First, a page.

keywords: Mental Health

There are more than 200 results, only the first 200 are displayed here.

  • AUSTRALIA

    Youth are speaking, we're just not listening

    • Katie Miller and Caitlin Meyer
    • 29 June 2016
    4 Comments

    'I'm doing it for my kids.' This is how some supporters of Brexit explained their position before the referendum. Yet 75 per cent of voters aged 18 to 24 voted to Remain. It seems the message from 'the kids' to older voters was 'thanks, but no thanks'. The same can be seen in domestic politics here in Australia. We often hear politicians and voters talk about the effects of a policy on future generations. Yet the issues of concern to young people themselves simply don't get much attention.

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  • AUSTRALIA

    No 'one size fits all' solutions to youth unemployment

    • Julie Edwards
    • 27 June 2016
    9 Comments

    Both major parties offer 'one size fits all' approaches to youth unemployment. This ignores the huge difference in experiences - and employability - between different categories of young person. Not all have completed high school and live at home in a supportive environment. For young people at risk of homelessness, those experiencing mental illness or substance abuse problems, or those who have had contact with the criminal justice system, the initiatives of both parties simply won't be effective.

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  • ENVIRONMENT

    Laudato Si and the Australian election

    • Neil Ormerod
    • 22 June 2016
    23 Comments

    It is now 12 months since Pope Francis issued his environmental encyclical Laudato Si'. He opined, 'Although the post-industrial period may well be remembered as one of the most irresponsible in history, nonetheless there is reason to hope that humanity at the dawn of the 21st century will be remembered for having generously shouldered its grave responsibilities.' Where are the Australian politicians who can give hope to the coming generation by focusing our attention on this most urgent issue?

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  • AUSTRALIA

    Prognosis negative as election health debate stagnates

    • Melissa Sweet
    • 14 June 2016
    6 Comments

    When politicians and journalists speak about 'health' in an election context, they invariably are referring to healthcare, and usually hospitals at that. However, the health of individuals and communities is the result of many factors, of which access to healthcare is just one determinant. Climate change - the defining issue for public health this century, according to the World Health Organization's outgoing director general Dr Margaret Chan - barely figures in election health debate.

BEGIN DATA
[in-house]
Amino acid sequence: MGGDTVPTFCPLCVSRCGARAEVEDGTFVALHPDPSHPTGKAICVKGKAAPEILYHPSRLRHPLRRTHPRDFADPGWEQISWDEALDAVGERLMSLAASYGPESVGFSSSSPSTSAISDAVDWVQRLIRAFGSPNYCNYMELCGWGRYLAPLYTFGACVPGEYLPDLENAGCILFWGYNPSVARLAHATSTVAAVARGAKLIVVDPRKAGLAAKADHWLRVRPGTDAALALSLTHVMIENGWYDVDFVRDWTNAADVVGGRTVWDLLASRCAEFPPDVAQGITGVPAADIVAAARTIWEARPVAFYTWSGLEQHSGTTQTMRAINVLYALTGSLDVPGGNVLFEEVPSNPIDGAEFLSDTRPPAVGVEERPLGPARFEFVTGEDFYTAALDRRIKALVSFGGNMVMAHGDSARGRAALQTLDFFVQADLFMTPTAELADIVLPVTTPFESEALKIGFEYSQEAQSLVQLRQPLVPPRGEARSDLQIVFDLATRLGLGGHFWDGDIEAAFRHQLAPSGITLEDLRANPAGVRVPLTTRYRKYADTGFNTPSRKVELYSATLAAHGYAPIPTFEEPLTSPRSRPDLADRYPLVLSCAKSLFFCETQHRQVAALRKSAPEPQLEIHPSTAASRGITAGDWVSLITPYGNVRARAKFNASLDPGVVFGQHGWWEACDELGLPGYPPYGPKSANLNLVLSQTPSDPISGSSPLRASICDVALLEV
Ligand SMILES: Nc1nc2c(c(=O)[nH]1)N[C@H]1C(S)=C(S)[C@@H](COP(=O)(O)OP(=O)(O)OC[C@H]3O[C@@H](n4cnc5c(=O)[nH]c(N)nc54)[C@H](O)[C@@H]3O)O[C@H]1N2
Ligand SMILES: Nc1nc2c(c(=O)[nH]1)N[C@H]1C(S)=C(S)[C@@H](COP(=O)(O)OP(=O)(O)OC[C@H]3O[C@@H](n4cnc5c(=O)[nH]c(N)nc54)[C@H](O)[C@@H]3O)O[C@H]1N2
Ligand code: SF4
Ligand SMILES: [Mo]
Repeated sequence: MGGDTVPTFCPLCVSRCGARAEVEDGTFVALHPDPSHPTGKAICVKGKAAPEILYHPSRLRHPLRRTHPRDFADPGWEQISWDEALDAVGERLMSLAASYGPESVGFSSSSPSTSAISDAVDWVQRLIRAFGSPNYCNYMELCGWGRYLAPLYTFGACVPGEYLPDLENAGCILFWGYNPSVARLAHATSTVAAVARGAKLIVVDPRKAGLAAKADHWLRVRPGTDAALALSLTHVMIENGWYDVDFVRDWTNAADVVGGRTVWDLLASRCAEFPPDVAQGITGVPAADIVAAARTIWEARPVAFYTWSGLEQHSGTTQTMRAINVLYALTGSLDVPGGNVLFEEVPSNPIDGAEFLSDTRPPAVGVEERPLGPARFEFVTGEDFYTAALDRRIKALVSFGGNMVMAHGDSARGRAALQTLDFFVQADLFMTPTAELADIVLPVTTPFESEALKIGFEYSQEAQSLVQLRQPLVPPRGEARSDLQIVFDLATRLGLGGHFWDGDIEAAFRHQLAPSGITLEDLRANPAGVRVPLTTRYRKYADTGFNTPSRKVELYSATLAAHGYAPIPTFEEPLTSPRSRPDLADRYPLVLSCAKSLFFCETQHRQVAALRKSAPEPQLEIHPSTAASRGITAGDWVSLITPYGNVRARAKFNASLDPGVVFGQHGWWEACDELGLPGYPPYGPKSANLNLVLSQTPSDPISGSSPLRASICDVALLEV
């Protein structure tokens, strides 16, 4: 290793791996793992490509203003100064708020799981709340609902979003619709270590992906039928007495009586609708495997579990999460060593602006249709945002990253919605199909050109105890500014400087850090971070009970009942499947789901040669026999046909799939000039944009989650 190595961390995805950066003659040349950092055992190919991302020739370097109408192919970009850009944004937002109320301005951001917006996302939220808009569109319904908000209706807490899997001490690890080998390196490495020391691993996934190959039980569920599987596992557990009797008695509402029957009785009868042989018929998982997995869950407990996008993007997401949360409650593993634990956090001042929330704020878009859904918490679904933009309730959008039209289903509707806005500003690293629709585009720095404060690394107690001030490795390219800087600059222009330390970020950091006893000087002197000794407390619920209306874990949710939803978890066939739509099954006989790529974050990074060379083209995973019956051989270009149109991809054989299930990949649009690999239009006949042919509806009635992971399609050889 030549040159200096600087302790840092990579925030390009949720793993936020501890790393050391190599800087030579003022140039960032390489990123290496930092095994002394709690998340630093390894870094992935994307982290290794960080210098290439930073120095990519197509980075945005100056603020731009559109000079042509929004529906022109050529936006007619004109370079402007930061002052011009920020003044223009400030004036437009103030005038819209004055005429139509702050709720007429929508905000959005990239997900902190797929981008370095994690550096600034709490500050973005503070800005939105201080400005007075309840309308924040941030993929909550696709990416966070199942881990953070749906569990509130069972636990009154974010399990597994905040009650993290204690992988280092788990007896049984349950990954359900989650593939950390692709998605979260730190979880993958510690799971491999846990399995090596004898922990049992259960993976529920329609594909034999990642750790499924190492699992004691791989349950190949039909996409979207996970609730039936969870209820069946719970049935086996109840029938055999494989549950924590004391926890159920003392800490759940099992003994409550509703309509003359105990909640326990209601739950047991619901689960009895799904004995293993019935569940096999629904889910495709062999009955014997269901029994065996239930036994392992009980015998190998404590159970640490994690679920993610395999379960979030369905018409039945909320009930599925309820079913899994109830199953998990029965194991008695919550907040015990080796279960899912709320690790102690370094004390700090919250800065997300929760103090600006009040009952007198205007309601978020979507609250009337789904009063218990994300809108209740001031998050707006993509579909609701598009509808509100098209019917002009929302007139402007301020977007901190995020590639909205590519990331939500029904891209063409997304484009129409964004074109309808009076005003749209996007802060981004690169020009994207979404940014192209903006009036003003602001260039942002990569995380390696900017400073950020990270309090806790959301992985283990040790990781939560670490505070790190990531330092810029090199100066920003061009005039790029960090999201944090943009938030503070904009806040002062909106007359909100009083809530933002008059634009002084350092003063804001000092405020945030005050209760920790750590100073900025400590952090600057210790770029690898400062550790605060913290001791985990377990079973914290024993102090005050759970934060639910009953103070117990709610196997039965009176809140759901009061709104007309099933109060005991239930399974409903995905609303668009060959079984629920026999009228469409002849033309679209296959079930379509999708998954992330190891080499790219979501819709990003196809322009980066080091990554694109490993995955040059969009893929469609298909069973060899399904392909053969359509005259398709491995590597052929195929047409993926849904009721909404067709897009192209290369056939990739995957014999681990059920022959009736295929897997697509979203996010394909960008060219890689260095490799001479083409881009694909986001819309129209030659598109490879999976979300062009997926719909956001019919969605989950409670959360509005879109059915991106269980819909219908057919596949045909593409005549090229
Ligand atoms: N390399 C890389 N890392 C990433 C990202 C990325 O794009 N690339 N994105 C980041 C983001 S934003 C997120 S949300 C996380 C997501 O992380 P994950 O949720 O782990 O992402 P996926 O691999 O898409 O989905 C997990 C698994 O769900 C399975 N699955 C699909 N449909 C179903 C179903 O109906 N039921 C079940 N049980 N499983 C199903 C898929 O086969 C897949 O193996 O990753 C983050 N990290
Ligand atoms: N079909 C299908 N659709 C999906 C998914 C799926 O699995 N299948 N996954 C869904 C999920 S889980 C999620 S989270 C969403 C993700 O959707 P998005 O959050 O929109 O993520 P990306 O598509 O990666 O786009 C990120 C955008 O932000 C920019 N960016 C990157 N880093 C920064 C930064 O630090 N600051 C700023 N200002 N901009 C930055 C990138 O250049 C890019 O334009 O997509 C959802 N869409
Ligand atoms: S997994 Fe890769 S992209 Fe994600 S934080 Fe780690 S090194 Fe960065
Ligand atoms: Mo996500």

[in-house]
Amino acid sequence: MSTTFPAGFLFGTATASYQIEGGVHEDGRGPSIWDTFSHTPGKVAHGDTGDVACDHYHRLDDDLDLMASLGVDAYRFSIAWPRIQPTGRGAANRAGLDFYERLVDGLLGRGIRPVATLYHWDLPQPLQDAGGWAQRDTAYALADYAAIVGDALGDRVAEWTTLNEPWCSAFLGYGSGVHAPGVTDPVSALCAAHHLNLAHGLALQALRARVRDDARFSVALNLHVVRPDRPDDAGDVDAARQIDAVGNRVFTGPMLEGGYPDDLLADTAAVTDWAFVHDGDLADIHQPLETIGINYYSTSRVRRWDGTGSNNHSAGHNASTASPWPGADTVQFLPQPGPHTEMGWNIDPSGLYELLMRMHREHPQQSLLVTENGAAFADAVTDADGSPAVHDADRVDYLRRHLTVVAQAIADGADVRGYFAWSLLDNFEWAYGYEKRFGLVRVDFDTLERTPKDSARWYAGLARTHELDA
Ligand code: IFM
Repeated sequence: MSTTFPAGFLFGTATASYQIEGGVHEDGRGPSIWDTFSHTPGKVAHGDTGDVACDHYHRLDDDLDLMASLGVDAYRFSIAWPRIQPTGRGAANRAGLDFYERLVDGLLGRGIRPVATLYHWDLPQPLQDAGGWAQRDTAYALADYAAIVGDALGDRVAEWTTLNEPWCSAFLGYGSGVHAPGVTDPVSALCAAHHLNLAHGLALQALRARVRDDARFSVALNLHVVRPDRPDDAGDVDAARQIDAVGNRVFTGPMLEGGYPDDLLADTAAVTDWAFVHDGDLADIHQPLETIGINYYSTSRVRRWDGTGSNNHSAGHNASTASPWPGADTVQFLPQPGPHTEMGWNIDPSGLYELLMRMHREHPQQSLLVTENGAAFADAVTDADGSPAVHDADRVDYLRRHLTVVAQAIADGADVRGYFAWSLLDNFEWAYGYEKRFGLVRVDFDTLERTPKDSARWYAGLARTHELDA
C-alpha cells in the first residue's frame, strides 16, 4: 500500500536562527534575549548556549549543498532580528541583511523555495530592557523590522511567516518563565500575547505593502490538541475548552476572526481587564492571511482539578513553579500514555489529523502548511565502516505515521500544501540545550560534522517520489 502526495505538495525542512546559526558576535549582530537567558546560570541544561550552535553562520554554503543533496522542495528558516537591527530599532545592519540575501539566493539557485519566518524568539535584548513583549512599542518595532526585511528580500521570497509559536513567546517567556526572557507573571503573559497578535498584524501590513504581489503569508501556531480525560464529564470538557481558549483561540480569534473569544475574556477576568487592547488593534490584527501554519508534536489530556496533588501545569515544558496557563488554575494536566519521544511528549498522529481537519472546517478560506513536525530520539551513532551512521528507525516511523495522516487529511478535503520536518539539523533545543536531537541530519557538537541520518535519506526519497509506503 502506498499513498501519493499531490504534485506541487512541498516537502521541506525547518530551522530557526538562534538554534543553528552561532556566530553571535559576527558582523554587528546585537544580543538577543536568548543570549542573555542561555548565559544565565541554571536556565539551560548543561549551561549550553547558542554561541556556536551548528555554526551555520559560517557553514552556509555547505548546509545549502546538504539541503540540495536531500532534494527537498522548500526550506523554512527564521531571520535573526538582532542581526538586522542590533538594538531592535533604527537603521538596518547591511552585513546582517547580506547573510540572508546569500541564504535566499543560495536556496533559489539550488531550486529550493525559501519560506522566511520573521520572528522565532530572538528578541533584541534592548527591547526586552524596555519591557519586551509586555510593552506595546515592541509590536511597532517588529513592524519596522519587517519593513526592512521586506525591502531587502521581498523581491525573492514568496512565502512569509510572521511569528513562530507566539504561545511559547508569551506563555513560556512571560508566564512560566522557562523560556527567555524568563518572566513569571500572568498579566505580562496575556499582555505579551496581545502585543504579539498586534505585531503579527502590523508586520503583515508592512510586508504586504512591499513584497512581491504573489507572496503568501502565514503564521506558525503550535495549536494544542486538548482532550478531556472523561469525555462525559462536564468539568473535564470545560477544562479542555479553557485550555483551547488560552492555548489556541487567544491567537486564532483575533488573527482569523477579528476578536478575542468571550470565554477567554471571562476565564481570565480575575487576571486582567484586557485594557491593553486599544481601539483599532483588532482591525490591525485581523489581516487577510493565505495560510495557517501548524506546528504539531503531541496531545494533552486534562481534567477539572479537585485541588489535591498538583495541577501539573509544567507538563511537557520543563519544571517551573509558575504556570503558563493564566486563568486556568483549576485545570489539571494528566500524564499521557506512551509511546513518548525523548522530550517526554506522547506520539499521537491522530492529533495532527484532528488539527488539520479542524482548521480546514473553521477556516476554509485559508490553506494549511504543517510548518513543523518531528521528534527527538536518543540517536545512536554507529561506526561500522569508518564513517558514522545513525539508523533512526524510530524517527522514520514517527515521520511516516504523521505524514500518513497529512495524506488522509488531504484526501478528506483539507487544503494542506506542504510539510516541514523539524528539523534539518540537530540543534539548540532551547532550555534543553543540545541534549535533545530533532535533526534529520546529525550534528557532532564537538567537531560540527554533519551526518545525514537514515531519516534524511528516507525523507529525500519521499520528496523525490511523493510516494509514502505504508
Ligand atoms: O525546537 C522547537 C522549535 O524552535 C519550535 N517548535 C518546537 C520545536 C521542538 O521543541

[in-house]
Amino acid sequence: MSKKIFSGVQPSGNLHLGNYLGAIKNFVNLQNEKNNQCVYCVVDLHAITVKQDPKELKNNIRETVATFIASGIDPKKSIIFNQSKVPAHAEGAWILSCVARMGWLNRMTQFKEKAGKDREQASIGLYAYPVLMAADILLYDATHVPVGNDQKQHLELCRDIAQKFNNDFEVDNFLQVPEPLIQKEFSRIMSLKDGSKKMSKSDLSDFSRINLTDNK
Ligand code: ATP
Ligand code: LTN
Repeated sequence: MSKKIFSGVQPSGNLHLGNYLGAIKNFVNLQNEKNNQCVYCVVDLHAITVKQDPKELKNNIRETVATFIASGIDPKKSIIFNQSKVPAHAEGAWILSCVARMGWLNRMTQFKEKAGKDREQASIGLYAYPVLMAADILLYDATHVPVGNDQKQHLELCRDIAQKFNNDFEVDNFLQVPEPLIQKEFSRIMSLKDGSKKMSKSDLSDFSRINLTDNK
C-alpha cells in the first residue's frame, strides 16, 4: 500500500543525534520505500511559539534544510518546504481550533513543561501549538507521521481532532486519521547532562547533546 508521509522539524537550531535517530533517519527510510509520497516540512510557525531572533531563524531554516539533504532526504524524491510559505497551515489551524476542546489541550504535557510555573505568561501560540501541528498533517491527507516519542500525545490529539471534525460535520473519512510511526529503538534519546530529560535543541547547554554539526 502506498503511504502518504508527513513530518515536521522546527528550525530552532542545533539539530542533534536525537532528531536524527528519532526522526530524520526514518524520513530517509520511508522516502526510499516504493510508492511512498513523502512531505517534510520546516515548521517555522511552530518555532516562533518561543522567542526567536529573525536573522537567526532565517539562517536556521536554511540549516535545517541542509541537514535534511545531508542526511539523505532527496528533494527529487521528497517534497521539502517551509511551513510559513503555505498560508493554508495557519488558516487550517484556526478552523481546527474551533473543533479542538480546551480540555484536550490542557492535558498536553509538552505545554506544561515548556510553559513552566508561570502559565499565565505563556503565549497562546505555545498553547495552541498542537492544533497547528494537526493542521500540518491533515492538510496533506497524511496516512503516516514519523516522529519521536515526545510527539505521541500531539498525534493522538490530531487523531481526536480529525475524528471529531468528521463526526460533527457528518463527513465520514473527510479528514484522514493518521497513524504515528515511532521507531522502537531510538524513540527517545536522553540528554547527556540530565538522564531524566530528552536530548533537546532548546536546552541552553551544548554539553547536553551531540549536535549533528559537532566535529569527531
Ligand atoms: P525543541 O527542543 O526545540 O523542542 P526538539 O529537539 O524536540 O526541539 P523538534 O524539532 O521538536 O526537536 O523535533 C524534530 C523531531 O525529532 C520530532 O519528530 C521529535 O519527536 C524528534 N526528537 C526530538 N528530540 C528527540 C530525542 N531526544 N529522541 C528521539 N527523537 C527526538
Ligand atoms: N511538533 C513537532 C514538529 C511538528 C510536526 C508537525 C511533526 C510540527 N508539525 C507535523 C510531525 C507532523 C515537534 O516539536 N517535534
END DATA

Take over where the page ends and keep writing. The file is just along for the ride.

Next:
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  • AUSTRALIA

    Good leaders need the confidence to listen

    • Esther Anatolitis
    • 24 May 2016
    13 Comments

    Universities and the CSIRO are attacked and funds cut while the government promotes an 'ideas boom'. Creative industries and the Australia Council are diminished and investment slashed while the government talks of an 'innovation agenda'. It takes confidence in your own skill as a decision-maker to recognise the expertise of others as something you don't share but can benefit from. Instead we see nervous leadership, too anxious to trust in those who can build that future.

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  • AUSTRALIA

    Engaging with Dutton's rhetoric is a slippery slope

    • Somayra Ismailjee
    • 20 May 2016
    33 Comments

    The irony of trying to negate these stereotypes is that in doing so, we are still cheapening asylum seekers to political tools, stripping them of their humanity and multiplicity. Aiming to counter such rhetoric as Dutton's with stories of high-achieving refugees plays into a toxic game that legitimises the same negative stereotypes by engaging with them. Just as invisibility dehumanises asylum seekers, so does the hypervisibility we attribute to a select few stories.